The History of The Mk1 Ford Fiesta
As early as 1972 Ford had begun planning a small economical car as a reaction to changing attitudes and rising fuel cost, the codename for this project was Bobcat. The project was personally approved by Henry Ford II and the investigation work carried out was the largest Ford has carried out on any product to date. The opinions gathered were used to produce the initial concepts which were then made into full size clay mockups. 1:5th scale models of the final design were extensively tested in the wind tunnel in order to improve aerodynamics and fuel efficiency.
The Mk1 Fiesta emerged in 1976;. In total it cost over $55million US Dollars to develop and was designed as a multi-national, small front wheel drive hatchback targeted towards female drivers. It was the first FWD transverse engined car Ford had produced. The car was also an attempt to challenge the market stronghold for small hatches held by the Renault 5 and Volkswagen Polo. Production began in 1976 in Germany at Ford's Werke A.G. Production plant in Cologne.
The car, although basic, did have some advanced design features. For example the Mk1 slatted front grill was designed to prevent air from entering the vehicle at high speeds thus lowering the drag coefficient. The aerofoil slats allowed air into the engine bay at low speed but as speeds increased the cushion of air behind the grill directed the air up and over the bonnet, a design feature that Ford had patented and has been used on many production vehicles since.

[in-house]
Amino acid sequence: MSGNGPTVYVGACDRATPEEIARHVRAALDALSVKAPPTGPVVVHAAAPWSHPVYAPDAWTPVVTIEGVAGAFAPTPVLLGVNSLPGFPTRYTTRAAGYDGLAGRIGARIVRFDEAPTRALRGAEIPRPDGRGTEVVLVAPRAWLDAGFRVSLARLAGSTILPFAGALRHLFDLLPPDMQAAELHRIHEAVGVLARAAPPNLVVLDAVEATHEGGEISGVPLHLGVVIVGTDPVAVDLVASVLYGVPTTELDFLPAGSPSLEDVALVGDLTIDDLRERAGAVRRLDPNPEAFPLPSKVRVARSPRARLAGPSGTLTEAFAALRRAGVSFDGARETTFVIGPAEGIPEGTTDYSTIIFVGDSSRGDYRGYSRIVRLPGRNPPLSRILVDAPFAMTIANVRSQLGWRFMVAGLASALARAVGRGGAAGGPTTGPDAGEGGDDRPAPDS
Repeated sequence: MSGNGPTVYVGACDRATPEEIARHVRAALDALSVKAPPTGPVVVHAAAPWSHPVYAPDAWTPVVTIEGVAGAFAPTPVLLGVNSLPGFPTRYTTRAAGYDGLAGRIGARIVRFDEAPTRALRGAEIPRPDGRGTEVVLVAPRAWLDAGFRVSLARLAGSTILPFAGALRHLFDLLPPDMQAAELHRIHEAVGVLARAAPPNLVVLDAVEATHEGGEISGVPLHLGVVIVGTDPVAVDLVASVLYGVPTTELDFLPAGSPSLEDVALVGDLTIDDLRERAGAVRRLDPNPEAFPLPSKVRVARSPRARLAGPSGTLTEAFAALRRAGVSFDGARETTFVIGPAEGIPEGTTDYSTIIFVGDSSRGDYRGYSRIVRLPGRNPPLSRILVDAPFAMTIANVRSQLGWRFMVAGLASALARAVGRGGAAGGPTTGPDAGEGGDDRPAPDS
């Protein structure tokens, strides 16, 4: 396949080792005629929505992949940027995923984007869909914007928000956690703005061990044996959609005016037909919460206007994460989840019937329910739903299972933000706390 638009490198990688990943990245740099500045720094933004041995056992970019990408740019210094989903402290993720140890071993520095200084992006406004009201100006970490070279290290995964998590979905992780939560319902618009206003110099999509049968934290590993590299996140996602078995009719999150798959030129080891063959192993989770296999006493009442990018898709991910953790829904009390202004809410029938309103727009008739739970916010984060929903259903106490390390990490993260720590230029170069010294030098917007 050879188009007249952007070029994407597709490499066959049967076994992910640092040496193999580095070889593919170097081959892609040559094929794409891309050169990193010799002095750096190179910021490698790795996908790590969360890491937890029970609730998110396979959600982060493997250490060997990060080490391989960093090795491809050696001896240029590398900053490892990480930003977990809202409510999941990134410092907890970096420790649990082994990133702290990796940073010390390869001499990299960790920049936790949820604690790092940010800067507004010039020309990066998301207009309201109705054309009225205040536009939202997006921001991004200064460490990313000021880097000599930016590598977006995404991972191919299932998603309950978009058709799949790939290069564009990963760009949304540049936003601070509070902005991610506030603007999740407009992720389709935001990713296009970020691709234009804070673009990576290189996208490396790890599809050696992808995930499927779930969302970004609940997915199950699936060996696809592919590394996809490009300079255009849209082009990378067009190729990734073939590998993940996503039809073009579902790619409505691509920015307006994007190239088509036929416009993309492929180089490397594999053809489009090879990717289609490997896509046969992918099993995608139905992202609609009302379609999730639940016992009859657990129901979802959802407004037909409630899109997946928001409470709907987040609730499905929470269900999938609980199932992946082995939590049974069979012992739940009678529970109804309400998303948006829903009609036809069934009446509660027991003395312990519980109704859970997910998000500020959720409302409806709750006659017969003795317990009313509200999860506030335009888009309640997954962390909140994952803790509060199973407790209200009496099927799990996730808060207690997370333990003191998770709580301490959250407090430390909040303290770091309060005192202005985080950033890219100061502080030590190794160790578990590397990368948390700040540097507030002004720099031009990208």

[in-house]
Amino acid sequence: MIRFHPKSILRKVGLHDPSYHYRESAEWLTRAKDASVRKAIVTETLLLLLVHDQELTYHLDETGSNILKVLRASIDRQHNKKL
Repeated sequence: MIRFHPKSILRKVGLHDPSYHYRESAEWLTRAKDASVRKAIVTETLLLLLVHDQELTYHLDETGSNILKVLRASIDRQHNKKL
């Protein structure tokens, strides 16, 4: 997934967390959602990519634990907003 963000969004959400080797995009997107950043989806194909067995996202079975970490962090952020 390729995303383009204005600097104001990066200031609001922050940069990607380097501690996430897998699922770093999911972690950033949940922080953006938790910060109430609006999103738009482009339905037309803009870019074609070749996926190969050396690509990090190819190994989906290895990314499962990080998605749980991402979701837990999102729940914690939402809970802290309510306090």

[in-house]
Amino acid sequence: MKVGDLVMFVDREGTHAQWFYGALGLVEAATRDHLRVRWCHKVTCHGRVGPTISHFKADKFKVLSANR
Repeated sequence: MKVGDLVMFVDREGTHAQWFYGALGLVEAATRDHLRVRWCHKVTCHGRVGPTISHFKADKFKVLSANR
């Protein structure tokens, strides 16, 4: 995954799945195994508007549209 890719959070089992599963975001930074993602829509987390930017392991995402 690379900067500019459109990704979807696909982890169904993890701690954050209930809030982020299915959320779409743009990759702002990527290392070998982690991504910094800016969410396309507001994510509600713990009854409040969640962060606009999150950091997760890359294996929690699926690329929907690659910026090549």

The car also had a optional non sliding glass sunroof which had the negative effect of exposing people to UV light but this strangely enough wasn't written in the catalogue! The visibility inside the vehicle was excellent due to the large glazed area, narrow A pillars and the excellent driving position.
The Fiesta went on sale in the UK during February 1977. To begin with the car was only available in 950cc and 1100cc form, powered by a Kent™ engine. However it proved popular despite its lack of power due to its low price and the fact that it had the largest load space of any car in its class as well as being the lightest. Car safety was not a major selling point at the time, however the fiesta matched the standard set by much larger cars.
The car received a power upgrade in September of '77, the 1300cc Kent™ engine was fitted to the S and Ghia models.
In 1978 the Fiesta won a British Design Council Efficency Award, presented by Prince Philip it was the first car to recieve one. By 1979 over a million Mk1's had sold in just 32 months since their launch and a Fiesta was entered into the Monte Carlo Rally.
In addition to the standard production models, many special editions were also released during the production of the Mk1 Fiesta. These were:
|Release Date||Name||No. Produced|
|August 1978||Limited Edition||2000|
|July 1980||Fire Fly||2000|
|March 1981||Sandpiper II||4000|
|April 1982||Bravo II||4000|
Production of the Mk1 Fiesta ceased in August 1983 to make way for the new "face-lift" Mk1 or Mk2 as it is more commonly known. By the time production of the Mk1 ceased, the Fiesta had dropped to 5th in the UK sales chart but was still boasting sales of over 100,000 per year.